New Zealand Herald
Shares Up - Foster Abuse - GE Research - Cervical Inquiry - John Campbell - Korean Turbulence - Telecom Battle - Warriors Brawl - Catholic Anger - Crazy Aunty - Conflict Of Interest? - GE Moratorium - GE Q&A
SHARES UP: New Zealand shares led a downward spiral in markets around the world yesterday, prompting a warning from Acting Prime Minister Jim Anderton that economic growth could slow. And he made it clear that he would be unimpressed if the Reserve Bank hiked interest rates tomorrow, saying: "I am confident wisdom will prevail."
FOSTER ABUSE: A 10-year-old boy placed in foster care has told of being smeared with fake chicken blood and forced to eat cow dung before being doused with petrol and set ablaze. The Otahuhu District Court heard yesterday how "Jay" (not his real name) spent two terrifying days with Josephine Auai Warren near Whitianga last year after being placed in her care by the Children, Young Persons and Their Families Agency.
GE RESEARCH: Two Auckland scientists have been suspended from their jobs while authorities investigate whether their genetic engineering research broke the law. The scientists were working at Landcare Research's Mt Albert centre, copying the DNA of endangered worms and storing them in soil bacteria.
CERVICAL INQUIRY: A senior health official giving evidence at the Gisborne inquiry has admitted that health reforms in the early 1990s could have made the national cervical screening dysfunctional. Under intensive cross-examination, Judy Glackin, Ministry of Health deputy director-general of prevention policy, agreed that a split in responsibility for the programme after the health reforms may have had a detrimental effect on how well it was run.
JOHN CAMPBELL: TV3 news presenter John Campbell has been named in the coveted role as host of Top o' the Morning. Campbell told the Herald that he was "absolutely stoked" to have been offered the position, which he will begin on May 6.
KOREAN TURBULENCE: Korean passengers smashed into overhead lockers when their New Zealand-bound airliner plummeted up to 100m during severe turbulence. Seven passengers and one crew member suffered chest, neck, back and leg injuries when the Korean Air Boeing 777 struck heavy clear-air turbulence yesterday about five hours after takeoff from Seoul.
TELECOM BATTLE: i4free has won its interim injunction hearing against Telecom, allowing it to continue providing free Internet access until the full case is heard. The chief executive of i4free, Annette Presley, said it was a great moment for New Zealand Internet users because they now had choice.
WARRIORS BRAWL: The Warriors are vowing to defend themselves vigorously at tonight's judicial hearing over incidents in their win over the Queensland Cowboys which put a cheerleader in hospital and landed seven players on charges. The match has sparked tough talking from the National Rugby League, which has ordered a major investigation after repeated video replays showed players from both sides running in to join a melee that left them, cheerleaders and a television cameraman sprawling.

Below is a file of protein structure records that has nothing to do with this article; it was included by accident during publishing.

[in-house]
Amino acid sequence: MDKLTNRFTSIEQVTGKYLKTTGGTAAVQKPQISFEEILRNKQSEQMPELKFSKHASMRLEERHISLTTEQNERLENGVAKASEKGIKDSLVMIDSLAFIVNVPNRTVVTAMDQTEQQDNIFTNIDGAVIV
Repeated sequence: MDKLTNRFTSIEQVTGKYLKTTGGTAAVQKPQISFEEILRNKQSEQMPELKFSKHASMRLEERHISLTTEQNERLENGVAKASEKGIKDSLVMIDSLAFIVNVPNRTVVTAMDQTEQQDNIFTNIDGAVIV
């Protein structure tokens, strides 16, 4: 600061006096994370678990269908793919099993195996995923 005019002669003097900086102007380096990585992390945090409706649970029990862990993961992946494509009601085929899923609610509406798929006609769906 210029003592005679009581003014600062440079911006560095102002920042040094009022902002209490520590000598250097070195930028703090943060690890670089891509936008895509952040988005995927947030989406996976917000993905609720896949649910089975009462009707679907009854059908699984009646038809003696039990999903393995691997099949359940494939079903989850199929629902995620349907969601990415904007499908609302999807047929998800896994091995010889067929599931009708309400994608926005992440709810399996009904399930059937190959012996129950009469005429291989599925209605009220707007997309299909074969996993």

CATHOLIC ANGER: Ultra-hardline Catholics want Auckland Bishop Patrick Dunn to recant his qualified support for contraception or be sacked by the Pope. Most Catholics, however, appear to support the bishop, but some are not prepared to say so publicly.
CRAZY AUNTY: I was placed in the care of "Aunty" and her children, J, F, J and A. I slept in the shed with the other boys. (On October 29) Aunty said she was going to chop my head off with an axe. I was scared. Aunty told F to get the axe.
CONFLICT OF INTEREST? - A consultant employed by TVNZ to assess proposals for children's programmes makes her own independent pre-school show for the broadcaster - funded by almost $3 million of public money. Janine Morrell, executive producer for children's television at TVNZ, makes the show Bumble for TV2 through her private company, Whitebait Productions.
GE MORATORIUM: Scientists will be able to apply to the Minister for the Environment to continue genetic engineering work, despite a voluntary moratorium on the research. An agreement between the Government and the biotechnology industry would not stop applications for field trials where scientists could show the country would miss out on health, environmental or commercial benefits if the experiments were delayed until after the royal commission of inquiry into GE.
GE Q&A: 1. Who will run the Royal Commission? Former
chief justice Sir Thomas Eichelbaum will chair the
four-person inquiry. He has a busy year ahead - also running
a solo ministerial inquiry to recommend whether or not
convicted paedophile Peter Ellis should be pardoned
(reporting date August 31). 2. Who else is on the inquiry?
Anglican minister Rev Richard Randerson as an ethics
specialist; Otago medical school lecturer Dr Jean Fleming
who specialises in biochemistry, physiology and strucural
biology; and Auckland general practitioner Dr Jacqueline
Allan, who specialises in Maori health policy.